To hear the story of Jesus being baptised by John.
It is important that the children, although it may not be within their experience, grasp some understanding that people can be baptised at any age. Try to include a visit to the Church and look at the font, this would be the best place to re-enact the Baptism service. If that is not possible invite the vicar to your classroom and ask them to bring a portable font.
The aim of this unit is to: deepen children’s understanding of the concept of belonging through exploring the celebration of Baptism.
be able to suggest meanings for the symbols of baptism.
be able to talk about their experiences of belonging;
be able to ask and respond to questions about baptism and belonging.
Possible Level of Achievement
Begin this unit by showing the children several pictures of babies and adults being baptised.
What is happening in the pictures?
Do the children have any questions which they would like to ask about what is happening in the pictures? Record in your class RE Scrapbook
Have any of the children or members of their families been baptised? They could bring photos into school of their baptism day.
Create a display
The children may be more familiar with the occasion being referred to as a christening. Some children may have been dedicated.
It may be appropriate to include photos of children from other faiths and their special ‘joining’ ceremonies. Any children whose families have not taken part in any religious based ceremonies/traditions may like to bring photos of when they arrived at home for the first time or when they were introduced to older siblings for the first time, as significant moments in their lives.
Baptism is a rite of passage in the Christian church. Baptism is the beginning of a child’s or an adult’s Christian journey. It can be described in simple terms as the time when a person or a child’s family makes a commitment to belong to the church family.
Before further exploring Baptism talk about what it means to belong to something e.g. families, friendship groups, clubs or class etc.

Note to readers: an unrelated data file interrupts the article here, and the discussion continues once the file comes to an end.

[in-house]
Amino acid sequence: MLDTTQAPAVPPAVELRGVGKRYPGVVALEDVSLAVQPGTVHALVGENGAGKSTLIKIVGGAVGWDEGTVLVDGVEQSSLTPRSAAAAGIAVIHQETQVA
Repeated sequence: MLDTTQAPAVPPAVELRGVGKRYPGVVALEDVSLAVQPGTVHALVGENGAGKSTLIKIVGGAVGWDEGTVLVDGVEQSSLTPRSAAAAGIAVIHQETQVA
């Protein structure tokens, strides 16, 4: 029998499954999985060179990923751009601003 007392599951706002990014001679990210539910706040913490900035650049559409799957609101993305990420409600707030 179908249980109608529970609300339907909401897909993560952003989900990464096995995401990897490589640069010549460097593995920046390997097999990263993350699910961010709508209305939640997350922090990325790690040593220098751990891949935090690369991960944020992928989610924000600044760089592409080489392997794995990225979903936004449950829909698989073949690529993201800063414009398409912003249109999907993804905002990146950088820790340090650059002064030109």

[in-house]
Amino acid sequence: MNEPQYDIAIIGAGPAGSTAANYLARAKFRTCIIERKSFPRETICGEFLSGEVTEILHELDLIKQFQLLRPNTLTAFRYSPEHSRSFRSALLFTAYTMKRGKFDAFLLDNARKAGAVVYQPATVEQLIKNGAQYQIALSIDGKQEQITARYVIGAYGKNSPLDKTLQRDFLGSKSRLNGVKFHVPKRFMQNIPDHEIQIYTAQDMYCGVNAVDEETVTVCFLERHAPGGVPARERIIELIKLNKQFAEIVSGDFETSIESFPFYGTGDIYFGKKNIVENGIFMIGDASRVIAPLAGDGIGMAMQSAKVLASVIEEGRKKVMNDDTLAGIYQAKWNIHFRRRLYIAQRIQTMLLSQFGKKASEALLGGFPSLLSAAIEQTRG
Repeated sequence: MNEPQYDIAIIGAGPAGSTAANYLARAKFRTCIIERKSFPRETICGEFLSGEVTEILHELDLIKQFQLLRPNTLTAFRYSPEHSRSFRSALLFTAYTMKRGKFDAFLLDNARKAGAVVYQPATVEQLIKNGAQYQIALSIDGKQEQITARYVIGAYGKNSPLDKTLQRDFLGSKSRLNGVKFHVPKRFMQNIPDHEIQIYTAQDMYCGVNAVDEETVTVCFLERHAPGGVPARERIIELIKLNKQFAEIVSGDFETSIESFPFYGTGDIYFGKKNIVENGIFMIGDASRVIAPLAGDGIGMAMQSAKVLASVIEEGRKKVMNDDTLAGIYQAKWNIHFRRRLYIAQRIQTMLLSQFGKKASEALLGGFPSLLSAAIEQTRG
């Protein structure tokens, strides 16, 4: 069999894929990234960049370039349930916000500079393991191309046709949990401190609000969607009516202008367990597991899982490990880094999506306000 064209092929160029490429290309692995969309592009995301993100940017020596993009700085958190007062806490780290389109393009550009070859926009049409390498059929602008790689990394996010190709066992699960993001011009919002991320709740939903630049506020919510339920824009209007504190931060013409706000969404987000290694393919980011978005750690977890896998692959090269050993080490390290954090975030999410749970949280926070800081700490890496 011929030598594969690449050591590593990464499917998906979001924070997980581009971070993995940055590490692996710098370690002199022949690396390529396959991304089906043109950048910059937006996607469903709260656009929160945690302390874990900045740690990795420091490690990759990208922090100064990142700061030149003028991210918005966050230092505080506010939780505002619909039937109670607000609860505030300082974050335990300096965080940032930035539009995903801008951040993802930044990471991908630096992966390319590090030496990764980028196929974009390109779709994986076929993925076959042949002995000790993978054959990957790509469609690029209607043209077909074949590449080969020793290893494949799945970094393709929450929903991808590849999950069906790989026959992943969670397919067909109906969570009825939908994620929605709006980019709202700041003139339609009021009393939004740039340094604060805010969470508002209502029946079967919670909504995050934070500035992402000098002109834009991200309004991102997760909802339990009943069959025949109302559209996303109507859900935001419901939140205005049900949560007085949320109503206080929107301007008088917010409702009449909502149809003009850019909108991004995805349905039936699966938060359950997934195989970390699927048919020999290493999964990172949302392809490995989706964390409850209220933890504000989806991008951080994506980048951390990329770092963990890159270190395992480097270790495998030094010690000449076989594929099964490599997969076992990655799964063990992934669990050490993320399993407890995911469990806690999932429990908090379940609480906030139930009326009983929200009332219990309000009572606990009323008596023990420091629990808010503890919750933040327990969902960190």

Talk about how we join these groups. What are the rules, ceremonies, traditions or uniform, etc?
What does it mean to be in these groups and what do we share with the people in them?
Make badges to show how you belong to a special group or to your class.
Make your own blank jigsaw puzzle. Give each child a piece of puzzle on which to draw him/herself or on which to glue a digital photograph of themselves. Bring the pieces of the puzzle together and create the whole picture, emphasising that all are individuals yet belong to one class.
Why do we like to belong to groups.
How do we feel when we belong to something?
How do we feel when we are left out? How can we include people?
How can we join the Church?
One way is by Baptism.
Make a display of artefacts related to baptism eg. Special clothes, cards, Bibles, candle a service card.
What questions would the children like to ask?
Ask a member of the clergy to re-enact and explain Baptism using a doll – preferably in Church so that children can see the font. (Some Churches use a large pool, show pictures of this). Create a class book of this event. Make sure that the ’baby’ has parents and Godparents.
When you visit the church ask the vicar to show the children the Baptism register.
Don’t forget to take photos.
The clergy may also have baptised adults and could share a few stories with the children. They may also have stories about baptising children in hospital, a river or the sea.
It is important that they understand that you can be baptised at any age and that not all churches carry out baptism in the same way.
Discuss what you are going to call the baby (doll) and talk about how the children got their names and what they mean.
How are the parents feeling? (On the right of the picture)
Have you attended a Baptism service and how did it make you feel?
Stained Glass Window
Is this image a good representation of the story?
How is John feeling? Who is watching?
Why is there a light coming from the dove?
The full resources can be found on the Reflection and Response CD. Photographs suitable for this unit are in Early Years Unit R2 Baptism
We are all part of God’s family. As a challenge ask the children to make a collage of lots of people’s faces from all around the world